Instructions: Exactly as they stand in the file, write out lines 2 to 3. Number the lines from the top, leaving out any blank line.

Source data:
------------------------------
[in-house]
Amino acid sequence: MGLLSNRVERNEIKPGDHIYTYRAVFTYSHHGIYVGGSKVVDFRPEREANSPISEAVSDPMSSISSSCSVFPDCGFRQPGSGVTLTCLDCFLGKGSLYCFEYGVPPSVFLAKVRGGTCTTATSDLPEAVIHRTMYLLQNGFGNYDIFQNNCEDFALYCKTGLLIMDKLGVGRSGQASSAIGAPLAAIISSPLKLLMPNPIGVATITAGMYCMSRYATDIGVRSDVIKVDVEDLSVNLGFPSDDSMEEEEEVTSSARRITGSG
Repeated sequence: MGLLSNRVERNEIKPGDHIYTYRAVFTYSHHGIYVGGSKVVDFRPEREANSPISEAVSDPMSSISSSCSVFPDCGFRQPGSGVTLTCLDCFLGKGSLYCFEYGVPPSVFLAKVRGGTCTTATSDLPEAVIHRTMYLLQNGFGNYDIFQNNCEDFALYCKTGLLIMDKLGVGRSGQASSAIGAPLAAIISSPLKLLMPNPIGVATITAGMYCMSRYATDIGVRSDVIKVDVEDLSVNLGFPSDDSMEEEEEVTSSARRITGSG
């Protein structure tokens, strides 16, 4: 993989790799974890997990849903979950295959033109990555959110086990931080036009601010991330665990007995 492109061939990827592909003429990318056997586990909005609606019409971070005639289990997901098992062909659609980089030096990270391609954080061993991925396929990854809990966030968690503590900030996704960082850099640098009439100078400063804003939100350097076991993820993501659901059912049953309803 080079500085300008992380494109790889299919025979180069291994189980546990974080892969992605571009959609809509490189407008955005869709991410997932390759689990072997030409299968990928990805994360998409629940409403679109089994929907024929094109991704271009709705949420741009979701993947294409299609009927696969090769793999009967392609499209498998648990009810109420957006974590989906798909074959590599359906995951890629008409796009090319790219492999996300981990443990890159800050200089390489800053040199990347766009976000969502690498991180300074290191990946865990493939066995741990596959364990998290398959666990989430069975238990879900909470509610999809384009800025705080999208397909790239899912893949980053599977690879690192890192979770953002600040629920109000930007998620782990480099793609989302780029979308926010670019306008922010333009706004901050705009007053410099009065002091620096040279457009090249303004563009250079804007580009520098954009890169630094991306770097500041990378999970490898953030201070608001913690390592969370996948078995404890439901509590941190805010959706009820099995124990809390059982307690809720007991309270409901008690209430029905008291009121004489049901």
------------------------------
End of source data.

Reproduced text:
Amino acid sequence: MGLLSNRVERNEIKPGDHIYTYRAVFTYSHHGIYVGGSKVVDFRPEREANSPISEAVSDPMSSISSSCSVFPDCGFRQPGSGVTLTCLDCFLGKGSLYCFEYGVPPSVFLAKVRGGTCTTATSDLPEAVIHRTMYLLQNGFGNYDIFQNNCEDFALYCKTGLLIMDKLGVGRSGQASSAIGAPLAAIISSPLKLLMPNPIGVATITAGMYCMSRYATDIGVRSDVIKVDVEDLSVNLGFPSDDSMEEEEEVTSSARRITGSG
Repeated sequence: MGLLSNRVERNEIKPGDHIYTYRAVFTYSHHGIYVGGSKVVDFRPEREANSPISEAVSDPMSSISSSCSVFPDCGFRQPGSGVTLTCLDCFLGKGSLYCFEYGVPPSVFLAKVRGGTCTTATSDLPEAVIHRTMYLLQNGFGNYDIFQNNCEDFALYCKTGLLIMDKLGVGRSGQASSAIGAPLAAIISSPLKLLMPNPIGVATITAGMYCMSRYATDIGVRSDVIKVDVEDLSVNLGFPSDDSMEEEEEVTSSARRITGSG